The three-man partnership behind well-known Napa Valley Cabernet producer Cornerstone Cellars has crumbled. While the dispute has yet to be definitively resolved, winemaker Bruce Scotland, who still owns one-third of the winery, will now focus on other projects in Napa Valley and Oregon.
Co-founders Mike Dragutsky and David Sloas, who are both doctors in Memphis, Tenn., weren't happy with Scotland's management of Cornerstone or his goals for the business. "We wanted to concentrate on Howell Mountain premium wines," said Dragutsky, who financed the company along with Sloas. "Bruce wanted to focus more on Cal-Itals, which we thought wasn't the best [idea]."
Sloas and Dragutsky will continue to operate Cornerstone Cellars. They have hired consulting winemaker Celia Masyczek, who makes the wines for Hartwell Vineyards in Napa's Stags Leap District, to oversee production. She will oversee the blends for the 1999 and the 2000 vintages and make the 2001 wines.
Cornerstone began in 1991 when Dragutsky, Sloas and Scotland obtained Cabernet grapes from the Beatty Ranch on Howell Mountain. In the 2000 vintage, the winery made a total of 1,800 cases of Cabernet from three Howell Mountain sites: Cornerstone, Beatty Ranch and Black Sears vineyards; it also produced 650 cases of Howell Mountain Zinfandel.
Scotland also makes two other labels, which had been loosely affiliated with Cornerstone: Tay, a Napa Valley Cabernet blend and L'Ecosse, which allows him to explore a range of varietals, including Cabernet Franc, Dolcetto, Pinot Noir and Syrah.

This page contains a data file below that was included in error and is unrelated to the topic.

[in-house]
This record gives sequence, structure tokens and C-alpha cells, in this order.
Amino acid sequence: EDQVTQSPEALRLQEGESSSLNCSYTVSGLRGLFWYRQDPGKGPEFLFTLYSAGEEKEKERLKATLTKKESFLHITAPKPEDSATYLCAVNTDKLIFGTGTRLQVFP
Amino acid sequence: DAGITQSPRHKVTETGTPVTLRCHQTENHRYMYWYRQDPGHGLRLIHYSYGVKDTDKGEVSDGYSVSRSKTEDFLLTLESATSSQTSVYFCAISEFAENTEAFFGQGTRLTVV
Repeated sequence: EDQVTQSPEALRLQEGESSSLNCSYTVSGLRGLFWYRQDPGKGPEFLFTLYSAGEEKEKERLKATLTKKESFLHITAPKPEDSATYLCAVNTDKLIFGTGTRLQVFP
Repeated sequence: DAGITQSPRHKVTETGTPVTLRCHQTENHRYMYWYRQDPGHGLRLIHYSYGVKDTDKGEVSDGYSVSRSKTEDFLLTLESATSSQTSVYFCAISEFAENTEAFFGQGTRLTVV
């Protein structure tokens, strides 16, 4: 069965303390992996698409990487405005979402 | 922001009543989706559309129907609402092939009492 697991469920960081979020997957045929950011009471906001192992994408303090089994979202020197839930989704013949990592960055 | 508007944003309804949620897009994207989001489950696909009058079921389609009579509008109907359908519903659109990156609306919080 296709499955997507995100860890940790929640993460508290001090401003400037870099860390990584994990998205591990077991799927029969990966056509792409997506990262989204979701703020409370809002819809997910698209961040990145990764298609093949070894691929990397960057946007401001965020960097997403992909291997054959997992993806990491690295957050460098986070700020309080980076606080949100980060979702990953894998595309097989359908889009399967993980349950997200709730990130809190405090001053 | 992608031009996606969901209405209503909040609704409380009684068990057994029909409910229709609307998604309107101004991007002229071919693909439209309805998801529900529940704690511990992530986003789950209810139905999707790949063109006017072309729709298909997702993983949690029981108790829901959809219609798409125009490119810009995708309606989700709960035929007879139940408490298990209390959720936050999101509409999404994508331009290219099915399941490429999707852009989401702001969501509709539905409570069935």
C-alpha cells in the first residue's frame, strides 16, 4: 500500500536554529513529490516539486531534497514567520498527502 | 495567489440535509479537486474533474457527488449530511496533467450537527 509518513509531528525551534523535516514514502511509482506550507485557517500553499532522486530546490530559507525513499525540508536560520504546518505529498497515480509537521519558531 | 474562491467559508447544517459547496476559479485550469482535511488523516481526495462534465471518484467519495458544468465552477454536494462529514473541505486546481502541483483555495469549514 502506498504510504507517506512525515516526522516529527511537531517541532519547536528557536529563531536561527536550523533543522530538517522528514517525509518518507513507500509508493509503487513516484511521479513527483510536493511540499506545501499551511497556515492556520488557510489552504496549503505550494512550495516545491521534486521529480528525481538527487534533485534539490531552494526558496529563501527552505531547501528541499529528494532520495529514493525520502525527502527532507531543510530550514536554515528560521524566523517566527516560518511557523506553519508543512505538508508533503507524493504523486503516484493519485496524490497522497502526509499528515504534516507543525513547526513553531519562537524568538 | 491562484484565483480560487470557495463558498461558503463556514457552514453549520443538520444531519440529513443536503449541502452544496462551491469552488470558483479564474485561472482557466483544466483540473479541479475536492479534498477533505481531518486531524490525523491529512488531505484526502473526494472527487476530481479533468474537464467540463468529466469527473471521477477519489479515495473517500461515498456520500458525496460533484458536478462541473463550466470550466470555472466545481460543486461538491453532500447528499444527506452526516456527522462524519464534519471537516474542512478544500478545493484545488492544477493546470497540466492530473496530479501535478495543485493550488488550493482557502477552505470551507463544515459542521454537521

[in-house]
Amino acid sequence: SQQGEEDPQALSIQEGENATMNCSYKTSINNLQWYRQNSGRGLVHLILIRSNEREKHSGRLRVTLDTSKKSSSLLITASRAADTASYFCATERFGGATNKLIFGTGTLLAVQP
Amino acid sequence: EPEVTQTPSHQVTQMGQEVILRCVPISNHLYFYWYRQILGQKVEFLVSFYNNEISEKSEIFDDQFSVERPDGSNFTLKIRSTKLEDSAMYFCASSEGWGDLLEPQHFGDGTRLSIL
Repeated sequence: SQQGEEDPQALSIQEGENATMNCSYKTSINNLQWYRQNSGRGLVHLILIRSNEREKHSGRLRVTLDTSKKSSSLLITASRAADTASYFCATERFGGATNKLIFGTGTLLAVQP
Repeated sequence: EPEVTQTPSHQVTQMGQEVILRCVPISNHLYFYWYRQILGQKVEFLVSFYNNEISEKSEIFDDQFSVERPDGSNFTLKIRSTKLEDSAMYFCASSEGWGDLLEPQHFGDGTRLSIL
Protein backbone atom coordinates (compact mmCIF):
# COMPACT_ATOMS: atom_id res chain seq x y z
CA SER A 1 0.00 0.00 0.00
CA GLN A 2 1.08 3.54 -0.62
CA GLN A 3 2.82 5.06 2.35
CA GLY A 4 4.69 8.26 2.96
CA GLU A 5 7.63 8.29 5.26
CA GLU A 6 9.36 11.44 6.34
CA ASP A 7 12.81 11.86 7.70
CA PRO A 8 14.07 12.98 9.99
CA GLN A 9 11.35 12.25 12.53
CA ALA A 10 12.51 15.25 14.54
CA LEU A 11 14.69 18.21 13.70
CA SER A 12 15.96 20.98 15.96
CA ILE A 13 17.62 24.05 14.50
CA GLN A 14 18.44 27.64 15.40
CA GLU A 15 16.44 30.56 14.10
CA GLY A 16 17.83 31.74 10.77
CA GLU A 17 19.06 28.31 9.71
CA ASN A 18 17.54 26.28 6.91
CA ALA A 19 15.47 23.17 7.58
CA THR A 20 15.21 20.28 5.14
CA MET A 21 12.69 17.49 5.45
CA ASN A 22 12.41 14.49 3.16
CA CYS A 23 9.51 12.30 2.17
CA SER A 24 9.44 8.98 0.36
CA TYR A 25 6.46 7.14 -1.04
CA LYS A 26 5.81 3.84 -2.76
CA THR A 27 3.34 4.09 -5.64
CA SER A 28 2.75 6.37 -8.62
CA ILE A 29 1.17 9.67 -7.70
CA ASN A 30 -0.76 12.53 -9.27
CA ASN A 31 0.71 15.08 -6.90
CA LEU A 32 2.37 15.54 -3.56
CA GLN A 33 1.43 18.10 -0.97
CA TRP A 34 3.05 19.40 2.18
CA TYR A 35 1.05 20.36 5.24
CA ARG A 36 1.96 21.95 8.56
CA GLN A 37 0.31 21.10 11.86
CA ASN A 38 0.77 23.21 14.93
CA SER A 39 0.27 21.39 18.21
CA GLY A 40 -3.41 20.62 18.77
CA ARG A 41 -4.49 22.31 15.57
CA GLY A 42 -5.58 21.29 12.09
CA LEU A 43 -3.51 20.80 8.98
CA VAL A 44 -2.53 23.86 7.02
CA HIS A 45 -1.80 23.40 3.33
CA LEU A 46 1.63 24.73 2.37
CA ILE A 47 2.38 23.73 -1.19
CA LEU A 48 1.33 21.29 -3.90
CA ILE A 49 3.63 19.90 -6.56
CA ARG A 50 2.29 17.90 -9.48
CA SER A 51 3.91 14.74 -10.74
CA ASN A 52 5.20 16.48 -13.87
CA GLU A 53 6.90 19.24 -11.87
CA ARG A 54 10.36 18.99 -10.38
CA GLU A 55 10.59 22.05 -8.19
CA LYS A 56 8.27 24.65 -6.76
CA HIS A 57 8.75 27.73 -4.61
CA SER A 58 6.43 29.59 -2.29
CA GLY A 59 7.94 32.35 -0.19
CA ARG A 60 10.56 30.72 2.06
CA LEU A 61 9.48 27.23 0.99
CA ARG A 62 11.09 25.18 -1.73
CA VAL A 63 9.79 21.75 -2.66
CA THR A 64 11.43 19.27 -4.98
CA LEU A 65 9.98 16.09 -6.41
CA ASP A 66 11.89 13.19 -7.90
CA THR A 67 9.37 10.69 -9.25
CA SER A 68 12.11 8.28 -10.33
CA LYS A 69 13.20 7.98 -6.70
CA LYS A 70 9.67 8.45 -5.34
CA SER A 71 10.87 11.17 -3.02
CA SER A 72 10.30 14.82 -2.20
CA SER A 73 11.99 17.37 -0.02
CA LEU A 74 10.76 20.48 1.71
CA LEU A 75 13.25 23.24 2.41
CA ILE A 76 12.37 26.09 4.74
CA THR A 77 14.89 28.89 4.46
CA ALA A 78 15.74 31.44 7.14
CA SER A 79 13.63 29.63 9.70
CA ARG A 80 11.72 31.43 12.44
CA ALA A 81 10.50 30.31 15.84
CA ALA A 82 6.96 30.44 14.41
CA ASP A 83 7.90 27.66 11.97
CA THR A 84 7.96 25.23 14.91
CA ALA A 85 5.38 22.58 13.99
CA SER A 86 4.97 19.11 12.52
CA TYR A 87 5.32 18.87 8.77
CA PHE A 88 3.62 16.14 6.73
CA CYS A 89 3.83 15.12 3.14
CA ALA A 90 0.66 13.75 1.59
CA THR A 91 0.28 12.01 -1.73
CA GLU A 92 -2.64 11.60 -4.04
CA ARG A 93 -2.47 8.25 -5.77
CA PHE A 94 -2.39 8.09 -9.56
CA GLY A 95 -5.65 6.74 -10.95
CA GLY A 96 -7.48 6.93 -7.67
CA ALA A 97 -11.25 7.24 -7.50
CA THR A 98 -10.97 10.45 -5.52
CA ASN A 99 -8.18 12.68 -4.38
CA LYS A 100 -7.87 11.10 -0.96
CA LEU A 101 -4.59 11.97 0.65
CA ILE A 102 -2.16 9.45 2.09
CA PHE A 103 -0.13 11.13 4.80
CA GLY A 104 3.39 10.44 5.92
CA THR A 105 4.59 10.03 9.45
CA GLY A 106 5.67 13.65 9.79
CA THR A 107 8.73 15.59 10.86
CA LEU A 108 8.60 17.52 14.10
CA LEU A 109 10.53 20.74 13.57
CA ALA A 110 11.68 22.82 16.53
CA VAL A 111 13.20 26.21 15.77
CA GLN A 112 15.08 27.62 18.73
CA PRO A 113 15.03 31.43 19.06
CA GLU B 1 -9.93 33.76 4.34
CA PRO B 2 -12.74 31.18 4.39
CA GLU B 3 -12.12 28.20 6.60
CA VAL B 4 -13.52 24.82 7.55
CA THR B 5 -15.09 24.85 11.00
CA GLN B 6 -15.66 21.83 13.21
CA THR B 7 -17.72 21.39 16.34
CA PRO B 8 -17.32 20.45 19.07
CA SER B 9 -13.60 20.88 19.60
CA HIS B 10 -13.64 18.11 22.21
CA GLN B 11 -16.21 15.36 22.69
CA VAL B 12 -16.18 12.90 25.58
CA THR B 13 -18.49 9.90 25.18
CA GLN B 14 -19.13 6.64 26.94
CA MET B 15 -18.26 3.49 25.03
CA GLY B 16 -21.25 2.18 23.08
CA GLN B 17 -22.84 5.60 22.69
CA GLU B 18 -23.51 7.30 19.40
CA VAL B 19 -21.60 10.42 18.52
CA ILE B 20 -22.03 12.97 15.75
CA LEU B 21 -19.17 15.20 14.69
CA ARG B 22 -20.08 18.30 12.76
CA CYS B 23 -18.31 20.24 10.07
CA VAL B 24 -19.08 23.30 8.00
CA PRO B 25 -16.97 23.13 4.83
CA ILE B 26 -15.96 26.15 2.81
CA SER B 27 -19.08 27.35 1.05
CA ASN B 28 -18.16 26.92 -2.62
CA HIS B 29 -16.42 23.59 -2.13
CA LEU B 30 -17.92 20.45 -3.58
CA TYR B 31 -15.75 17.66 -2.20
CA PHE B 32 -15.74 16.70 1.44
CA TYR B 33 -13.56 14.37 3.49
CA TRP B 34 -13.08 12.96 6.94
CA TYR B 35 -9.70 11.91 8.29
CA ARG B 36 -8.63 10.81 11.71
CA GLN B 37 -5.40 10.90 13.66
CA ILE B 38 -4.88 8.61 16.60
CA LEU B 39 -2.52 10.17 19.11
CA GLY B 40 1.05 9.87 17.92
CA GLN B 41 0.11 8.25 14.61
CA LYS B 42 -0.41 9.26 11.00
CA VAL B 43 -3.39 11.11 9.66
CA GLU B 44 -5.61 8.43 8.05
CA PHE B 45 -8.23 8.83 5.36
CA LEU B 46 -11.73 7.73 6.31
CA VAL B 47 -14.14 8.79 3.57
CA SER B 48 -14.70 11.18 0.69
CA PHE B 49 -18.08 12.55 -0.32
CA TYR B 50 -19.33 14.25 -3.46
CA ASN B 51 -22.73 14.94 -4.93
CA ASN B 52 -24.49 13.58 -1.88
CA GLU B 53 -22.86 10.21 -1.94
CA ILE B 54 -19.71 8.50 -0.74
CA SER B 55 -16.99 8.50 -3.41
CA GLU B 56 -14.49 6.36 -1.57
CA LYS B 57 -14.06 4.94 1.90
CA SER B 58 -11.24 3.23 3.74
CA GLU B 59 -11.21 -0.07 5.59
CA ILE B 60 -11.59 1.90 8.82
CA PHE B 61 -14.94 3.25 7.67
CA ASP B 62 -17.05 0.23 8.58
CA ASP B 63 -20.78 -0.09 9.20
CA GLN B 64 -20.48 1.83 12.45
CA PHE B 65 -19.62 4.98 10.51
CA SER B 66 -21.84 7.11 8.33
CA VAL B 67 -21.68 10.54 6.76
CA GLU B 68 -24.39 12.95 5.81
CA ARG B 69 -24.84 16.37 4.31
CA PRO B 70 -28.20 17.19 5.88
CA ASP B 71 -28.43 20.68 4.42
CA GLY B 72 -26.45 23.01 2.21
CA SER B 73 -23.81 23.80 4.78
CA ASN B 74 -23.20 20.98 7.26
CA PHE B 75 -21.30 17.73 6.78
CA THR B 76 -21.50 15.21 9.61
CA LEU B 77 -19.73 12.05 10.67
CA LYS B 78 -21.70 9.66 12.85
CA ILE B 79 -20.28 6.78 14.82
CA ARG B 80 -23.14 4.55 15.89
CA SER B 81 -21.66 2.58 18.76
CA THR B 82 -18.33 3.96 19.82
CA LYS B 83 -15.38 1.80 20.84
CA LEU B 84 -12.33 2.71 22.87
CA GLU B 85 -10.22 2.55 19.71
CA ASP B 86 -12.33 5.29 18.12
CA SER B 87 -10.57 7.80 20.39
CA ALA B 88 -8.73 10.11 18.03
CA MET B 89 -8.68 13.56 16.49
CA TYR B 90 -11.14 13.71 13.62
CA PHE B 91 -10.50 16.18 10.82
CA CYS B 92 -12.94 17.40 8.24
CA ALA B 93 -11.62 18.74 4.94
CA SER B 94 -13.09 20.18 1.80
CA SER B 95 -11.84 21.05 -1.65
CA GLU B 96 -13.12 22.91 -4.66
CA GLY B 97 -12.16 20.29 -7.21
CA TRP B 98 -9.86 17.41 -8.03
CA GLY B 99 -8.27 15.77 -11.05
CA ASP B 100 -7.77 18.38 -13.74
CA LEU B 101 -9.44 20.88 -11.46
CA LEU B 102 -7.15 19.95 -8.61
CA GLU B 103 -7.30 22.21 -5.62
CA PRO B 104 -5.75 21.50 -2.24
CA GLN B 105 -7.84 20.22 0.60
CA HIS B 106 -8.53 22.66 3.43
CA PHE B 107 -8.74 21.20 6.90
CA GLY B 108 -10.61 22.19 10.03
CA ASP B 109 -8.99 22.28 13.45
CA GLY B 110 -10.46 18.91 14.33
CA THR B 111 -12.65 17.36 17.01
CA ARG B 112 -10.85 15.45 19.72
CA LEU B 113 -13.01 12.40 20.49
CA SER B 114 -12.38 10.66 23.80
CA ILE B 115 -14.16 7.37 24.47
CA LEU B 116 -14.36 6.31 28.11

In the 2001 vintage, Cornerstone Cellars will bottle only one Cabernet, from the Cornerstone Vineyard, which the winery bought in 1996. Scotland will bottle the purchased grapes from Beatty Ranch and Black Sears under his new label, Highlands.
Scotland expects to make about 1,700 cases of Zinfandel and 1,100 of Cabernet this year, along with 300 cases of Syrah from the Hozhoni Vineyard in the hills above St. Helena. "The whole idea of Highlands is for it to be from high lands," said Scotland, noting that he is choosing hillside sites that will result in stressed vines and small, concentrated berries. He will release the first Highlands wines in late 2003 and 2004.
He is also focusing on Oregon Pinot Noir. Last December, Scotland and four partners started Utopia Wines in the Willamette Valley. They purchased 20 acres, 11 of which will be planted this fall to four Pinot Noir clones.
Dragutsky says that earlier this year he and Sloas rejected a $5 million buyout offer from Scotland and The Legacy Estates Group, which purchased Freemark Abbey Winery in Napa last February. The offered price would have included rights to the Cornerstone brand name, the 6-acre Cornerstone Vineyard (of which 4 acres are planted to Cabernet) and inventory from the 1998, 1999 and 2000 vintages.
"We would have made some profit [on our initial investment]," said Dragutsky. "But I like being in the wine business, even from afar."
Cornerstone Cellars, which currently uses the winemaking facilities at Laird Family Estate north of Napa, will explore other potential Howell Mountain grape sources. As of the 1998 vintage, Dragutsky and Sloas are also starting a second label, called Stepping Stone, which will be made with non-Howell Mountain grapes and lots of wine excluded from the Cornerstone label. In 1998, there were 750 cases of Stepping Stone Cabernet Sauvignon produced from the Mill Race Vineyard in Yountville. Prices are expected to be around $30 a bottle.
Check our recent ratings of Cornerstone wines.
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